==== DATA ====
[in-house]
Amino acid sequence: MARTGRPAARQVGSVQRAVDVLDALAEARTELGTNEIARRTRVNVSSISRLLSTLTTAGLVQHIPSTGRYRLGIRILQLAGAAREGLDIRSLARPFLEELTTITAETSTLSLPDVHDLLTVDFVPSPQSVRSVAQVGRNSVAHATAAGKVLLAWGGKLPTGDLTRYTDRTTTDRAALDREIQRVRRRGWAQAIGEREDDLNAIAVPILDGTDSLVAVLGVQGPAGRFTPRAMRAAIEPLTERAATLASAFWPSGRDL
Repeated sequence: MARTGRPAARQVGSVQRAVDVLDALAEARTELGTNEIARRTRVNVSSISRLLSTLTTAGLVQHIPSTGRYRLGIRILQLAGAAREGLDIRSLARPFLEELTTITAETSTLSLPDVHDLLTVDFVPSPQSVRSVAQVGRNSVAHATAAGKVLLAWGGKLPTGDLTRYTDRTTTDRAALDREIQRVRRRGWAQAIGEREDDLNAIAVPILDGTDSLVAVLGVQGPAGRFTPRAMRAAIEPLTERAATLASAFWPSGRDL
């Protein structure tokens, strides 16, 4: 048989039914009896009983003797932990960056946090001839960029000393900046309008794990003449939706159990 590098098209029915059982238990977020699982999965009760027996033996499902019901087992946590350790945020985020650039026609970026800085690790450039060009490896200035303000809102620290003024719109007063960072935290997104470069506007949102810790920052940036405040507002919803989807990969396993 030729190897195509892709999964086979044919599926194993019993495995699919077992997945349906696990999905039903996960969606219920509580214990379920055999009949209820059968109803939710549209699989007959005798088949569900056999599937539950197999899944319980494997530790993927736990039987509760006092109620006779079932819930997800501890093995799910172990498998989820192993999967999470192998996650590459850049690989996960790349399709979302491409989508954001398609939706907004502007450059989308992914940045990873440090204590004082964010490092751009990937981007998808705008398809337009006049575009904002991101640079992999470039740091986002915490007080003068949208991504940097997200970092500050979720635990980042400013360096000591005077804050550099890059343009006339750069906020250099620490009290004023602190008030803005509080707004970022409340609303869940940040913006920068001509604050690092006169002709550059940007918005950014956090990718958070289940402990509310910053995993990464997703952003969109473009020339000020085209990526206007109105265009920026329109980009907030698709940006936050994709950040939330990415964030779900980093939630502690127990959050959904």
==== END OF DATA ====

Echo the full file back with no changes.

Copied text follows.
[in-house]
Amino acid sequence: MARTGRPAARQVGSVQRAVDVLDALAEARTELGTNEIARRTRVNVSSISRLLSTLTTAGLVQHIPSTGRYRLGIRILQLAGAAREGLDIRSLARPFLEELTTITAETSTLSLPDVHDLLTVDFVPSPQSVRSVAQVGRNSVAHATAAGKVLLAWGGKLPTGDLTRYTDRTTTDRAALDREIQRVRRRGWAQAIGEREDDLNAIAVPILDGTDSLVAVLGVQGPAGRFTPRAMRAAIEPLTERAATLASAFWPSGRDL
Repeated sequence: MARTGRPAARQVGSVQRAVDVLDALAEARTELGTNEIARRTRVNVSSISRLLSTLTTAGLVQHIPSTGRYRLGIRILQLAGAAREGLDIRSLARPFLEELTTITAETSTLSLPDVHDLLTVDFVPSPQSVRSVAQVGRNSVAHATAAGKVLLAWGGKLPTGDLTRYTDRTTTDRAALDREIQRVRRRGWAQAIGEREDDLNAIAVPILDGTDSLVAVLGVQGPAGRFTPRAMRAAIEPLTERAATLASAFWPSGRDL
């Protein structure tokens, strides 16, 4: 048989039914009896009983003797932990960056946090001839960029000393900046309008794990003449939706159990 590098098209029915059982238990977020699982999965009760027996033996499902019901087992946590350790945020985020650039026609970026800085690790450039060009490896200035303000809102620290003024719109007063960072935290997104470069506007949102810790920052940036405040507002919803989807990969396993 030729190897195509892709999964086979044919599926194993019993495995699919077992997945349906696990999905039903996960969606219920509580214990379920055999009949209820059968109803939710549209699989007959005798088949569900056999599937539950197999899944319980494997530790993927736990039987509760006092109620006779079932819930997800501890093995799910172990498998989820192993999967999470192998996650590459850049690989996960790349399709979302491409989508954001398609939706907004502007450059989308992914940045990873440090204590004082964010490092751009990937981007998808705008398809337009006049575009904002991101640079992999470039740091986002915490007080003068949208991504940097997200970092500050979720635990980042400013360096000591005077804050550099890059343009006339750069906020250099620490009290004023602190008030803005509080707004970022409340609303869940940040913006920068001509604050690092006169002709550059940007918005950014956090990718958070289940402990509310910053995993990464997703952003969109473009020339000020085209990526206007109105265009920026329109980009907030698709940006936050994709950040939330990415964030779900980093939630502690127990959050959904």